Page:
“The hackers claim they were able to gain partial access to accounts by using a common mathematical algorithm designed to quickly validate relatively short numeric sequences such as credit card numbers and social insurance numbers. The hackers say they used the algorithm to get account numbers, which allowed them to pose as authentic account holders who had simply forgotten their password. They say that was apparently enough to allow them to reset the backup security questions and answers, giving them access to the account.”Both banks have passed comment, with the Bank of Montreal stating:
“Our practice is not to make payments to fraudsters, we are focused on protecting and helping our customers.”Similarly, Simplii Financial have said:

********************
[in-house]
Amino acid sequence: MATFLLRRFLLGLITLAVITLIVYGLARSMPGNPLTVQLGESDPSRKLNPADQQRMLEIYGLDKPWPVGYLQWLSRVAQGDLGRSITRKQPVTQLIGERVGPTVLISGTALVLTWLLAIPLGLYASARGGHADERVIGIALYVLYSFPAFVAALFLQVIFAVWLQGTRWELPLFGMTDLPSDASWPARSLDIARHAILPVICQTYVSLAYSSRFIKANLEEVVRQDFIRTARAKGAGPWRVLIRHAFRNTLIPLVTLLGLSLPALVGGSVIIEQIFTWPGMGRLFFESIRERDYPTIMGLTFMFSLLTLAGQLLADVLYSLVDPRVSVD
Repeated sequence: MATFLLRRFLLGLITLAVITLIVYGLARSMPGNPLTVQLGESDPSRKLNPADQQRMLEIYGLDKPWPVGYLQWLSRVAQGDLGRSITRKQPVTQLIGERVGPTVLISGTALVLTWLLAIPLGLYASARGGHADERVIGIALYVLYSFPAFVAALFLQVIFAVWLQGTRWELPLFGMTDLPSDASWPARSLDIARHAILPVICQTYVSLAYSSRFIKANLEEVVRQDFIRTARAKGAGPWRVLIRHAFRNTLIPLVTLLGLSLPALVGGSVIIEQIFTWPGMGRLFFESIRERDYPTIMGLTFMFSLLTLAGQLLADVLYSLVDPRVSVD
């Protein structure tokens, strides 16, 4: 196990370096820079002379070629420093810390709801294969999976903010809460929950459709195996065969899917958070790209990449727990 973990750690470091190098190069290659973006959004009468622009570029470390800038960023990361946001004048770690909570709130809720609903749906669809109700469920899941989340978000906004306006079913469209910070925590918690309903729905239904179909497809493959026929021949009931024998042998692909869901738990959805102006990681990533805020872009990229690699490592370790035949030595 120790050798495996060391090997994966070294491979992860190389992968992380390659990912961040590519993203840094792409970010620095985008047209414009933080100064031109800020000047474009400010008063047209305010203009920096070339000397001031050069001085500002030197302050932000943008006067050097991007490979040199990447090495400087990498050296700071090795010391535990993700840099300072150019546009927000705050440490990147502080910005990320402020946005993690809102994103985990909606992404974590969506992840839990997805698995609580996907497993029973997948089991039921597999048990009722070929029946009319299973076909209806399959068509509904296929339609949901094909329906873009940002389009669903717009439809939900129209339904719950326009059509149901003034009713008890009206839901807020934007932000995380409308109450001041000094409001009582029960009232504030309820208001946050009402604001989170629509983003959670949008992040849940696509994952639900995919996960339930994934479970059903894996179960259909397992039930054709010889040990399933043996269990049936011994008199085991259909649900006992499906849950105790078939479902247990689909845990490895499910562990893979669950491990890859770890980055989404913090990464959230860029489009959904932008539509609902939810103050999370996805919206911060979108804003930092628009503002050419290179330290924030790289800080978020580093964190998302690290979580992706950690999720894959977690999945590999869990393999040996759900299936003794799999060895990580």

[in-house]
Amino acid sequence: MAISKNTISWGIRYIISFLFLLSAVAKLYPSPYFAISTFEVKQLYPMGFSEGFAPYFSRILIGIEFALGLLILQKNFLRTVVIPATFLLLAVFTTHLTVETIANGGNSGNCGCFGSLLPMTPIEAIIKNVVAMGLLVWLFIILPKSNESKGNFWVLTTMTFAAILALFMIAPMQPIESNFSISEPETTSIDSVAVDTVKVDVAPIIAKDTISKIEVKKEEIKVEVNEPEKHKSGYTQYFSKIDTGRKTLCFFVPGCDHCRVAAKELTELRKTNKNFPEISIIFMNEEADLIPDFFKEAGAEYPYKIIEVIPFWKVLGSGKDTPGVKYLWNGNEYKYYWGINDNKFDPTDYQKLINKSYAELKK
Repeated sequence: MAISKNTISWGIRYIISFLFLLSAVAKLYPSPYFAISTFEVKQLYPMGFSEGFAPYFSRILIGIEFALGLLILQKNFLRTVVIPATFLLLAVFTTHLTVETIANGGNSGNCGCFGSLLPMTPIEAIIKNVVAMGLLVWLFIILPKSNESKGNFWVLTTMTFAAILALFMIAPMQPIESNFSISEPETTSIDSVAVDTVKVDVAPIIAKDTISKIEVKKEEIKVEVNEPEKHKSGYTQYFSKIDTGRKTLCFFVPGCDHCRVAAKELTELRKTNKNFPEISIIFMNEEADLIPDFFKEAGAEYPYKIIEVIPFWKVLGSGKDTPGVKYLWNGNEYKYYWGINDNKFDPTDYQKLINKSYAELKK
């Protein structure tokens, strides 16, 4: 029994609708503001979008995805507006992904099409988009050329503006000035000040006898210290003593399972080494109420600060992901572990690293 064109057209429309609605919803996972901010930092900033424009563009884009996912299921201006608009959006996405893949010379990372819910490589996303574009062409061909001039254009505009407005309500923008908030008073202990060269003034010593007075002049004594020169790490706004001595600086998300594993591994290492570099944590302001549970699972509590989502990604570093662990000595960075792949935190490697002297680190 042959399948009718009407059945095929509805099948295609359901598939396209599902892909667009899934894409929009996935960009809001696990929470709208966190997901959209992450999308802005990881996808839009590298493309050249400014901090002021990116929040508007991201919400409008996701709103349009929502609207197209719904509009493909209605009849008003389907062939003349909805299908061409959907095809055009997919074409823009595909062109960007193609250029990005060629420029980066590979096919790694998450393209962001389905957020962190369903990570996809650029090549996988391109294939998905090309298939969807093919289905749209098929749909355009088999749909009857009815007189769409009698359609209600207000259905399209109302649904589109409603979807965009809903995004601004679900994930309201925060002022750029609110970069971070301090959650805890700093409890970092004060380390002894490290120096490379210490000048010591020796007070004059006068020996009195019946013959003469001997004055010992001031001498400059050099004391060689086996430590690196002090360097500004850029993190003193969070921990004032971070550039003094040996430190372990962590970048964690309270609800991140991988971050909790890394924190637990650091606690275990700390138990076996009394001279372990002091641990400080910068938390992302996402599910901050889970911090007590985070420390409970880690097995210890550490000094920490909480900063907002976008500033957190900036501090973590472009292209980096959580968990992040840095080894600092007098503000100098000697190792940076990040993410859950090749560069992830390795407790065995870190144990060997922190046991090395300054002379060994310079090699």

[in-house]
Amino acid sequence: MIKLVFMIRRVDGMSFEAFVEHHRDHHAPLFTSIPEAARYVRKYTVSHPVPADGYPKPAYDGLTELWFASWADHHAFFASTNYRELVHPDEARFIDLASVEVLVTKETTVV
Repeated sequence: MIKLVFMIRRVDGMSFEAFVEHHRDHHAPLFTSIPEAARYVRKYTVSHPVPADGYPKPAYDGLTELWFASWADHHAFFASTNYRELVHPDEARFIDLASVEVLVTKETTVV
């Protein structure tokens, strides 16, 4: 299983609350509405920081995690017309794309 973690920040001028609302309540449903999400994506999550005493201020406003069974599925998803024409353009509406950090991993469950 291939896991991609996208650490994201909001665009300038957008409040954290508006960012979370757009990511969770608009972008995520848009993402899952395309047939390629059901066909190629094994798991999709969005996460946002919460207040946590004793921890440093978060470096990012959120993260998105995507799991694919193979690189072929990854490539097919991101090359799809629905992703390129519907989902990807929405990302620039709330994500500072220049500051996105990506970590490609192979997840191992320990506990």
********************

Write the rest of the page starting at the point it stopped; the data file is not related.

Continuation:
“We are continuing to work with cybersecurity experts, law enforcement and others to protect our Simplii clients’ data and interests.”As it stands, it does seem as if neither bank wish to cough up the ransom, suggesting that they are confident in their own security protocols and will ensure that the data of their customers is protected, although it does seem they are a little too late for that. See the full report by CBC News for yourself, here- http://www.cbc.ca/news/business/bank-hack-tuesday-1.4682018 Overall, this is quite a big deal, with a large amount of personal information now in the hands of malicious hackers, the authorities at the banks in question are now in quite a tricky position. Moreover, the customers may find themselves at a bit of a loose end, wondering what may happen next with their personal information. If you believe you may have been affected by this, please contact your bank directly, they will be able to advise you best. Otherwise, let’s hope the name of XRP doesn’t get dragged into this, should the ransom payment go ahead. Ripple could do without that tarnish to its reputation at the moment.